Hi Thanks for all responds.

Rick,

As I said in the article, I am not going to back off my goals on education. I am not worrying about how much I will spend for my further education. While I was writing this article to FMF, I had that job, but I just quit my job before my first day of class.

At the end of the day, even it is intellectually, my education will be valuable than times that I spend at work.

Lance,

I just took my car to mechanic and he told me that my car's transmission is almost dead. The total cost of it not that much expensive. I am going to repair it and continue to drive.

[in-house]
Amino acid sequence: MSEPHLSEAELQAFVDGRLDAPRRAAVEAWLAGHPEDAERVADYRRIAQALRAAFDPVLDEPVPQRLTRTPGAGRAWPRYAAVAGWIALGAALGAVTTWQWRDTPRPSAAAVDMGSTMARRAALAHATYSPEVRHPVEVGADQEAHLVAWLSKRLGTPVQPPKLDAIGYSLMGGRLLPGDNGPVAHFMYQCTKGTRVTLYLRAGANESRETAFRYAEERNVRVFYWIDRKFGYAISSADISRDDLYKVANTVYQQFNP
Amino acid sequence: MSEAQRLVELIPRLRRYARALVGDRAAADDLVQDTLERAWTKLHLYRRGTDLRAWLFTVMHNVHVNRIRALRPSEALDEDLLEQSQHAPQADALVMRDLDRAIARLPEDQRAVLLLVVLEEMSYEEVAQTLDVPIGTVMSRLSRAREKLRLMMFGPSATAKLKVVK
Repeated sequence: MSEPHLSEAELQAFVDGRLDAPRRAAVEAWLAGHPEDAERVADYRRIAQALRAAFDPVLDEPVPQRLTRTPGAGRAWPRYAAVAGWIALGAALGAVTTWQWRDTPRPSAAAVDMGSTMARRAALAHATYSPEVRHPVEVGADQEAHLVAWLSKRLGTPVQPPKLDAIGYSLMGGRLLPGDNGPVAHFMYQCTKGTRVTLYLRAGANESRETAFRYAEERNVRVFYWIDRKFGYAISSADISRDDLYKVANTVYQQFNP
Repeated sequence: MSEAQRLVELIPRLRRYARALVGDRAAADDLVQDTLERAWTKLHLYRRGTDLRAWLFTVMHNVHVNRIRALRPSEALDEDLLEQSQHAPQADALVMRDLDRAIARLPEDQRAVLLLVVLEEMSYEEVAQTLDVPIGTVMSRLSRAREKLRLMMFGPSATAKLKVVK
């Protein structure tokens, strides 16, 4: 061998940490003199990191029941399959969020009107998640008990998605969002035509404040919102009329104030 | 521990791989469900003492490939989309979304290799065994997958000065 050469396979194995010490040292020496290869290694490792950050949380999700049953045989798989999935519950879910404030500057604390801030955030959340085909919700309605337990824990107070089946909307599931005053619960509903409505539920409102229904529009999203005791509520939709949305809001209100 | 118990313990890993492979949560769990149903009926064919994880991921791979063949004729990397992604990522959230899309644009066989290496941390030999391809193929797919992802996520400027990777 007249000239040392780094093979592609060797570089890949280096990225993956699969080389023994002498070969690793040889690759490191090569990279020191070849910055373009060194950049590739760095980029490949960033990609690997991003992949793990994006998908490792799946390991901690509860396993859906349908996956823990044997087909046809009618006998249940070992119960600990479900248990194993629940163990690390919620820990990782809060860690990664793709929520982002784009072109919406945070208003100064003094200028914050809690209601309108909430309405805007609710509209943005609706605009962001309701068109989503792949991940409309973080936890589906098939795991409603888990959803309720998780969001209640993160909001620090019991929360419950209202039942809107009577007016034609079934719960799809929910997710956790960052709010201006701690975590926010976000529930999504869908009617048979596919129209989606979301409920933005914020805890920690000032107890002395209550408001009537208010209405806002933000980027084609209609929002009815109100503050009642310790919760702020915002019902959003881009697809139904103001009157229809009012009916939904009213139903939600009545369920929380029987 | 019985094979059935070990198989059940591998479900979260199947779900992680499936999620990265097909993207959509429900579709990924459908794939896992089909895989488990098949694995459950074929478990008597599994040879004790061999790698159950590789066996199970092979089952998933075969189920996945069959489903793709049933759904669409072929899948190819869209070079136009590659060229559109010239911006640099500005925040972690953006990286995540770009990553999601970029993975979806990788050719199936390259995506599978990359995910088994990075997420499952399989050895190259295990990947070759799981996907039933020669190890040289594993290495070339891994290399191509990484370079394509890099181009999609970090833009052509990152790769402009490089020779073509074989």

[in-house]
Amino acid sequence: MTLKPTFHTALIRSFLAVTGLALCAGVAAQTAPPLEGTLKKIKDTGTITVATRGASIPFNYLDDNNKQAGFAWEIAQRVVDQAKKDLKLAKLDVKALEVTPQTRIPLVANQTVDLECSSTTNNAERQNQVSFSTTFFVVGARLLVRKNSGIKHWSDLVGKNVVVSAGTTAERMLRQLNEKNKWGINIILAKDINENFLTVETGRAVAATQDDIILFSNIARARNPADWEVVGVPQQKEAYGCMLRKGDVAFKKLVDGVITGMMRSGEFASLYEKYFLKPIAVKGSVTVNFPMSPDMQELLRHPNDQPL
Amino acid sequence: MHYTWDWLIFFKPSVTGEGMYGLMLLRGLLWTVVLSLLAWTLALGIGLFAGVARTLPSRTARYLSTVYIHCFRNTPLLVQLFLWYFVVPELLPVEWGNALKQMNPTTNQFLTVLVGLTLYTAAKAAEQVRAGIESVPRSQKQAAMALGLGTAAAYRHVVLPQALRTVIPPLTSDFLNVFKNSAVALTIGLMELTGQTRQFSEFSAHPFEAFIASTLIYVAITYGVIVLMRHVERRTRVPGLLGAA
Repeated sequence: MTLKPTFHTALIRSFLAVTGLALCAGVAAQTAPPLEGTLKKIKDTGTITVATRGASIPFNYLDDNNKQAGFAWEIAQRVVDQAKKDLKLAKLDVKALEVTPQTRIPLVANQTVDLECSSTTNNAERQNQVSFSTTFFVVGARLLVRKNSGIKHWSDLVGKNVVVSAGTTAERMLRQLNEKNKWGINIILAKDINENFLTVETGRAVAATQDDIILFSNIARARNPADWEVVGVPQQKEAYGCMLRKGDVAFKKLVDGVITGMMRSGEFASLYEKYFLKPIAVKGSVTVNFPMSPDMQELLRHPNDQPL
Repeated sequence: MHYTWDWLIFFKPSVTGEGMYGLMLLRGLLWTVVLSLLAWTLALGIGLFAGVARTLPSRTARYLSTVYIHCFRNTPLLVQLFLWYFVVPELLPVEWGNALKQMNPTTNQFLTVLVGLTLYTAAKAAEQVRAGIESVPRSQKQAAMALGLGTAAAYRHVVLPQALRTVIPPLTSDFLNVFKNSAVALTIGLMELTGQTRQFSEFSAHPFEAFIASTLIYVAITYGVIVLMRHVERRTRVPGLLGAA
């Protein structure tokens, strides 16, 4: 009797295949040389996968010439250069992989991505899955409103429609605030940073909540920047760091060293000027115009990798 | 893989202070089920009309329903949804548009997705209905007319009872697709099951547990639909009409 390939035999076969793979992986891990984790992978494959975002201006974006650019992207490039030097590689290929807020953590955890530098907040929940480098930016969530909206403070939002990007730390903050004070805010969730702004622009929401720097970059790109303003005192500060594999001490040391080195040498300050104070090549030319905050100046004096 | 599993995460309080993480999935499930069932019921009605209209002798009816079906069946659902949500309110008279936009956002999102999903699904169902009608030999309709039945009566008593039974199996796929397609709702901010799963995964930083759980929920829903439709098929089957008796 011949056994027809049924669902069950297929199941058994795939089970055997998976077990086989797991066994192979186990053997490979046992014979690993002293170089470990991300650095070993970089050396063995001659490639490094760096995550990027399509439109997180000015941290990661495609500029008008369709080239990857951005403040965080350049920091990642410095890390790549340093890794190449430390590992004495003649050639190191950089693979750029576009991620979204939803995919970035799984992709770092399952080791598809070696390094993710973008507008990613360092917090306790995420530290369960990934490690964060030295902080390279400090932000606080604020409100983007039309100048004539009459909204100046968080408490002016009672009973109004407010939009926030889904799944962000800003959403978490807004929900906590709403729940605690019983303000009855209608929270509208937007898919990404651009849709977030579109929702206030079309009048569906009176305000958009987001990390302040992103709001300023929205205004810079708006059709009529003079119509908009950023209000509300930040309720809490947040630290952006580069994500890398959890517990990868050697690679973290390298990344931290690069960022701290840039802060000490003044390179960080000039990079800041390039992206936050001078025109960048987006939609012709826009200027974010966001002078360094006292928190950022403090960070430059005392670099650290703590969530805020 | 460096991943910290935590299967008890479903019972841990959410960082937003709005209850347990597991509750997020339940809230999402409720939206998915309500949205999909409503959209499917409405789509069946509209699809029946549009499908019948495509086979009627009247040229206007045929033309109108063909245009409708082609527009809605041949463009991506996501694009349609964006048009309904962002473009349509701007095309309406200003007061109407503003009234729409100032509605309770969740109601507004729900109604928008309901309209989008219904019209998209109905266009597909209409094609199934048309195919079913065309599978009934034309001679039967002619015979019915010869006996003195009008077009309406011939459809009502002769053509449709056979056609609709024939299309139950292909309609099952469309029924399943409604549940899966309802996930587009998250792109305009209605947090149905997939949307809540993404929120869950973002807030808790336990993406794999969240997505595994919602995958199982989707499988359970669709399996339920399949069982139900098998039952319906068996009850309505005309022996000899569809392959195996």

Luis,

Thanks for your advice. I have a pretty good credit score which is getting better,especially I moved in a new home.

Luis,

I just did what you say. Last July I went to visit my parents, it was two years after when I first came here. You are definitely right tickets are expensive even in summer times. I can not be able to see them next year. I also traveled Canada and north east part of the US. I like to be here.

Nicole,

You are also right. I do not need to help my parents but my sister. She is at the university. I am often supporting her.